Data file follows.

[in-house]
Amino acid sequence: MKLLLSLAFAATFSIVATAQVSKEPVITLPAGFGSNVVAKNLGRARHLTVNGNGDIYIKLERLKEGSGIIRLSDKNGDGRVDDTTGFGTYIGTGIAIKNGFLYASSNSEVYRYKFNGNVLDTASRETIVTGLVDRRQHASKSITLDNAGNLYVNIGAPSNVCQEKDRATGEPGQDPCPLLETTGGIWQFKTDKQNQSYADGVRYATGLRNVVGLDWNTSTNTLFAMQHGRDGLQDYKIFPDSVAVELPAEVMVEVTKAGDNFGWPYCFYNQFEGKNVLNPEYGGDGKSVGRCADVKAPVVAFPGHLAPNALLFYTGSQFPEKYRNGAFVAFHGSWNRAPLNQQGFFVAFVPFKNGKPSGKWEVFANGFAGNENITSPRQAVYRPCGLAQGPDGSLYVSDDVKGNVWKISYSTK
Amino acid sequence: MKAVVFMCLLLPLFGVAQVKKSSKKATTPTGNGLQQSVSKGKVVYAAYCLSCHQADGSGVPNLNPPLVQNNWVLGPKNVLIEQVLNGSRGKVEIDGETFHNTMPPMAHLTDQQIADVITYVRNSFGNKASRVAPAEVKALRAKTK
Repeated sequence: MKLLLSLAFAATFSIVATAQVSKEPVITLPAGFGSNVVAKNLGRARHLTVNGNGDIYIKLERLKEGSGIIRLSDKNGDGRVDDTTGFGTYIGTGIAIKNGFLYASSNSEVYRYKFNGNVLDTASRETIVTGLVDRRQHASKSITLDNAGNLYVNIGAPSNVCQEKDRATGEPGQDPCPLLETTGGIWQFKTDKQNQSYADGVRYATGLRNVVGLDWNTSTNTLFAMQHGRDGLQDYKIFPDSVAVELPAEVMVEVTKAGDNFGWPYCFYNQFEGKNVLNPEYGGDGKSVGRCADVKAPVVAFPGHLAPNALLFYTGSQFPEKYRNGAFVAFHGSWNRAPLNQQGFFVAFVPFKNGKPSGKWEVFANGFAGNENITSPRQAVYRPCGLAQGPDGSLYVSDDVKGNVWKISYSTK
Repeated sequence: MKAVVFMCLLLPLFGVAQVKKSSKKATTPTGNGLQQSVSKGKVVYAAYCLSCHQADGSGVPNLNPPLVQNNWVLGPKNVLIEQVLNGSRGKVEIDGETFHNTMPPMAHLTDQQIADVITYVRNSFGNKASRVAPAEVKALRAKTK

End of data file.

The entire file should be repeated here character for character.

[in-house]
Amino acid sequence: MKLLLSLAFAATFSIVATAQVSKEPVITLPAGFGSNVVAKNLGRARHLTVNGNGDIYIKLERLKEGSGIIRLSDKNGDGRVDDTTGFGTYIGTGIAIKNGFLYASSNSEVYRYKFNGNVLDTASRETIVTGLVDRRQHASKSITLDNAGNLYVNIGAPSNVCQEKDRATGEPGQDPCPLLETTGGIWQFKTDKQNQSYADGVRYATGLRNVVGLDWNTSTNTLFAMQHGRDGLQDYKIFPDSVAVELPAEVMVEVTKAGDNFGWPYCFYNQFEGKNVLNPEYGGDGKSVGRCADVKAPVVAFPGHLAPNALLFYTGSQFPEKYRNGAFVAFHGSWNRAPLNQQGFFVAFVPFKNGKPSGKWEVFANGFAGNENITSPRQAVYRPCGLAQGPDGSLYVSDDVKGNVWKISYSTK
Amino acid sequence: MKAVVFMCLLLPLFGVAQVKKSSKKATTPTGNGLQQSVSKGKVVYAAYCLSCHQADGSGVPNLNPPLVQNNWVLGPKNVLIEQVLNGSRGKVEIDGETFHNTMPPMAHLTDQQIADVITYVRNSFGNKASRVAPAEVKALRAKTK
Repeated sequence: MKLLLSLAFAATFSIVATAQVSKEPVITLPAGFGSNVVAKNLGRARHLTVNGNGDIYIKLERLKEGSGIIRLSDKNGDGRVDDTTGFGTYIGTGIAIKNGFLYASSNSEVYRYKFNGNVLDTASRETIVTGLVDRRQHASKSITLDNAGNLYVNIGAPSNVCQEKDRATGEPGQDPCPLLETTGGIWQFKTDKQNQSYADGVRYATGLRNVVGLDWNTSTNTLFAMQHGRDGLQDYKIFPDSVAVELPAEVMVEVTKAGDNFGWPYCFYNQFEGKNVLNPEYGGDGKSVGRCADVKAPVVAFPGHLAPNALLFYTGSQFPEKYRNGAFVAFHGSWNRAPLNQQGFFVAFVPFKNGKPSGKWEVFANGFAGNENITSPRQAVYRPCGLAQGPDGSLYVSDDVKGNVWKISYSTK
Repeated sequence: MKAVVFMCLLLPLFGVAQVKKSSKKATTPTGNGLQQSVSKGKVVYAAYCLSCHQADGSGVPNLNPPLVQNNWVLGPKNVLIEQVLNGSRGKVEIDGETFHNTMPPMAHLTDQQIADVITYVRNSFGNKASRVAPAEVKALRAKTK